N: I don’t know. The kind of music I’m into wouldn’t fit the CJC. I’m into triphop, maybe Portishead.
T: Definitely not David Guetta. I don’t know, how about David Hasslehoff. Yes, David Hasslehoff!
N: Who would you like to see?
David Hasslehoff. Out of the Egyptian DJs who gets the crowd going the most?
T: DJ Ramy. He plays for the crowd and not for himself…
So we hear you have a new venue opening…
S: Yes, very soon. It’s in Dokki and it’s called Alchemy. It’s a bar/lounge. No live music, just a nice place to come have a chilled dinner and nice drinks.
T: And then you finish and come to CJC! The food is amazing though.
When is the official opening?
S: This month.
Are you worried about politics affecting business?
T: They may try and raise the tax on alcohol or the police could get more controlling.
Sometimes the CJC gets so packed you can barely move. Why is that? Could it possibly be because MO4 does your digital marketing?
N: Yes. Thank you MO4.
You’re welcome CJC.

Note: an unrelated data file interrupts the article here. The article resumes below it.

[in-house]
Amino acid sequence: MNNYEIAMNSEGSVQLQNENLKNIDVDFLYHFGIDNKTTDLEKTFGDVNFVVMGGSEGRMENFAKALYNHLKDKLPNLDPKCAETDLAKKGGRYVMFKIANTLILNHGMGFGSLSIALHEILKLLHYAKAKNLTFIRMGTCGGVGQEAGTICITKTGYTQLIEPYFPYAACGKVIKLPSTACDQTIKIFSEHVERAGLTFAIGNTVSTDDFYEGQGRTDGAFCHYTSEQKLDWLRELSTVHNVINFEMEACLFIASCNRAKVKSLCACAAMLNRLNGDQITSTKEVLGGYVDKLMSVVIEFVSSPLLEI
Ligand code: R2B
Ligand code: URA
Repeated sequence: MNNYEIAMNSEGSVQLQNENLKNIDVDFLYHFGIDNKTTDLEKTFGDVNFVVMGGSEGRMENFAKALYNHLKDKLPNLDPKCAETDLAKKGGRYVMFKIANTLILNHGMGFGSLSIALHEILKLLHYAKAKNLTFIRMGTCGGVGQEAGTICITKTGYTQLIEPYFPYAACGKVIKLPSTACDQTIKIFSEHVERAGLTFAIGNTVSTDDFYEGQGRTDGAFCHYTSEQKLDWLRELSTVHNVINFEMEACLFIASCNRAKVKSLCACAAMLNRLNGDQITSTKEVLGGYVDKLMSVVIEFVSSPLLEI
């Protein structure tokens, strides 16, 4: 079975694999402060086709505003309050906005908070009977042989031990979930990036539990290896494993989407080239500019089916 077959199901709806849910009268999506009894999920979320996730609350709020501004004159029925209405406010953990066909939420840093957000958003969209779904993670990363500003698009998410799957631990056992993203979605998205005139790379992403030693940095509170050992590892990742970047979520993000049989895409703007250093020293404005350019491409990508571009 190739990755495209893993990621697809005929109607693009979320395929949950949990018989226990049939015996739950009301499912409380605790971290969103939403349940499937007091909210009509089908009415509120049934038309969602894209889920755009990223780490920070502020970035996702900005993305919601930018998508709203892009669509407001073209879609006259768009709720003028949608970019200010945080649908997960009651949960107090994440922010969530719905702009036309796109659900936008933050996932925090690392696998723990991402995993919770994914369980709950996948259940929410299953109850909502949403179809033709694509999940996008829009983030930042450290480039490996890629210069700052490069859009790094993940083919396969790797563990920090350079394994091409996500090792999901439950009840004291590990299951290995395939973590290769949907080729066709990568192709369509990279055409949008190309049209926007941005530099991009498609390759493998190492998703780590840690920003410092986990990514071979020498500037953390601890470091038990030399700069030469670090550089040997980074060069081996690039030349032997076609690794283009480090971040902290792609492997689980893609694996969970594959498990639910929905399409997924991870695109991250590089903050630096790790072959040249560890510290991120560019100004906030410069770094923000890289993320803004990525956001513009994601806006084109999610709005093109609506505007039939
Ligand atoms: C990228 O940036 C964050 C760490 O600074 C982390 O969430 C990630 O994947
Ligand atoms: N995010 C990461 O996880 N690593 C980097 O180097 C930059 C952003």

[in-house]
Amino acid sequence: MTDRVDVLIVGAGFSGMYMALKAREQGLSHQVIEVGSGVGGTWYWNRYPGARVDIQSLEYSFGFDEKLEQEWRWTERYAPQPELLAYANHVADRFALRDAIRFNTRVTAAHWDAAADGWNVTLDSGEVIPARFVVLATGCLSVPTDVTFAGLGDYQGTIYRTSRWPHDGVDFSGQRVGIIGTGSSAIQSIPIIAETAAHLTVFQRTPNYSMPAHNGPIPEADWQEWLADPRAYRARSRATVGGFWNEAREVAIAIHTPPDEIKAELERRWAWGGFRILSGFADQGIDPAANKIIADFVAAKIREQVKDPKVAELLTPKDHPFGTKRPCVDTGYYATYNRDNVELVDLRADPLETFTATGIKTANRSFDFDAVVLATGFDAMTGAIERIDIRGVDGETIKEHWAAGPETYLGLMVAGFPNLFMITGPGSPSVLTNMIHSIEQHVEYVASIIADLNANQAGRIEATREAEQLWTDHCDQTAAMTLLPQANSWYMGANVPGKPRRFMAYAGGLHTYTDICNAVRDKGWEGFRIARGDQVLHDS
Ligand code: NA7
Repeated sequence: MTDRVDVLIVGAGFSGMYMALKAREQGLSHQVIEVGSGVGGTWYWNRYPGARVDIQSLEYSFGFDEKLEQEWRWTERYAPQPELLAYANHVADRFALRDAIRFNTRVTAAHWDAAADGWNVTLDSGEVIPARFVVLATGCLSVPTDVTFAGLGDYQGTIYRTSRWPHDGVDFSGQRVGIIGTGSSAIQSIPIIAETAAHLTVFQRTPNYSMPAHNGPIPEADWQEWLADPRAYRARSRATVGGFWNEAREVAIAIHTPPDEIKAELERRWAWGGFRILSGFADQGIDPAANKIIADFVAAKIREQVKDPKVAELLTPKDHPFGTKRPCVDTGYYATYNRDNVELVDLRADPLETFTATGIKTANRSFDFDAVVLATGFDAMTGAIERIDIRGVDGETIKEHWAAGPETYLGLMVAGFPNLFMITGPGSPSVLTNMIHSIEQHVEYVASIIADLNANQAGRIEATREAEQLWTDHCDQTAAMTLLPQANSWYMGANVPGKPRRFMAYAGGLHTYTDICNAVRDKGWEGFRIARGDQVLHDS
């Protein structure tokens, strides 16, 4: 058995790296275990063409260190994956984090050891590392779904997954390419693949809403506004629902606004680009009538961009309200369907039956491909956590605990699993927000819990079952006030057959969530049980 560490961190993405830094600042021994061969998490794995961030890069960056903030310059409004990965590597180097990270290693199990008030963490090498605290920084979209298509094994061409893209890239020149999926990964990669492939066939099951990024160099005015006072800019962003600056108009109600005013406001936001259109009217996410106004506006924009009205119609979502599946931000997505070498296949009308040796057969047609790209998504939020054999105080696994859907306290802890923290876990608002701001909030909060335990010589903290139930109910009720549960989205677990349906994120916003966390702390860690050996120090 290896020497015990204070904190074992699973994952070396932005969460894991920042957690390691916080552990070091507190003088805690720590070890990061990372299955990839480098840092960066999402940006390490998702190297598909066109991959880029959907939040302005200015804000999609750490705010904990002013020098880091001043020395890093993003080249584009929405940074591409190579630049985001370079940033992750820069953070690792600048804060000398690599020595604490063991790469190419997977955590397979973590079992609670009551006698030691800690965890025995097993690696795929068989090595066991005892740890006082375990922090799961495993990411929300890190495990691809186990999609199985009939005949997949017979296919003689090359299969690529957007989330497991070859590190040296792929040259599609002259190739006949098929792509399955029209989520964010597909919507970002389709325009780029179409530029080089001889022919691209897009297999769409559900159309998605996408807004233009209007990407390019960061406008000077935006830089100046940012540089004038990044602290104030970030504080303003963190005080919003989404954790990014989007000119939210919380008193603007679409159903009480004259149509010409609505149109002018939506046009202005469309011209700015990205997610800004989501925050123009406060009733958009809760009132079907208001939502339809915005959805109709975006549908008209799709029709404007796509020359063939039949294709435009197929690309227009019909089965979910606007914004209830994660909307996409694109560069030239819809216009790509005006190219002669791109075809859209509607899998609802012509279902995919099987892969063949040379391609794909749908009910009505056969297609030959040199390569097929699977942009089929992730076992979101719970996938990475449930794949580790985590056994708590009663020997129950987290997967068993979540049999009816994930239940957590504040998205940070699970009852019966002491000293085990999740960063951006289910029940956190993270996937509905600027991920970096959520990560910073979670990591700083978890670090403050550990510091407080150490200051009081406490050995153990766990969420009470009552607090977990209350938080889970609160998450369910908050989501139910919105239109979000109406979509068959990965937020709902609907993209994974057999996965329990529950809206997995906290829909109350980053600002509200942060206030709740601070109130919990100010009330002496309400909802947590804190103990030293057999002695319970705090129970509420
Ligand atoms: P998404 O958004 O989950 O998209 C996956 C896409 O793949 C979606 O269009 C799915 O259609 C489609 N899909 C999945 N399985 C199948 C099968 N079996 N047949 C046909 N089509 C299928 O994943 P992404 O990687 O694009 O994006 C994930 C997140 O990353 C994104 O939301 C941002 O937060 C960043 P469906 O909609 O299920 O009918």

T: Don’t forget we have a lot of regular customers and we can’t tell them that we’re too full if they come later than the others.
What’s your favorite thing about CJC?
N: I respect the integrity behind it, it’s not easy to support the independent music scene particularly because there’s not much support from the crowds..
Are there any bands whose careers you’d say the CJC has launched?
All: Yes, absolutely!
S: Wust El Balad, Cairokee…
N: We’ll go the extra mile to give people that push.
Okay final question, when do you plan on replacing those death doors in the bathroom and finally getting more bathrooms!
S: Next year, I’m trying to do a petition haha.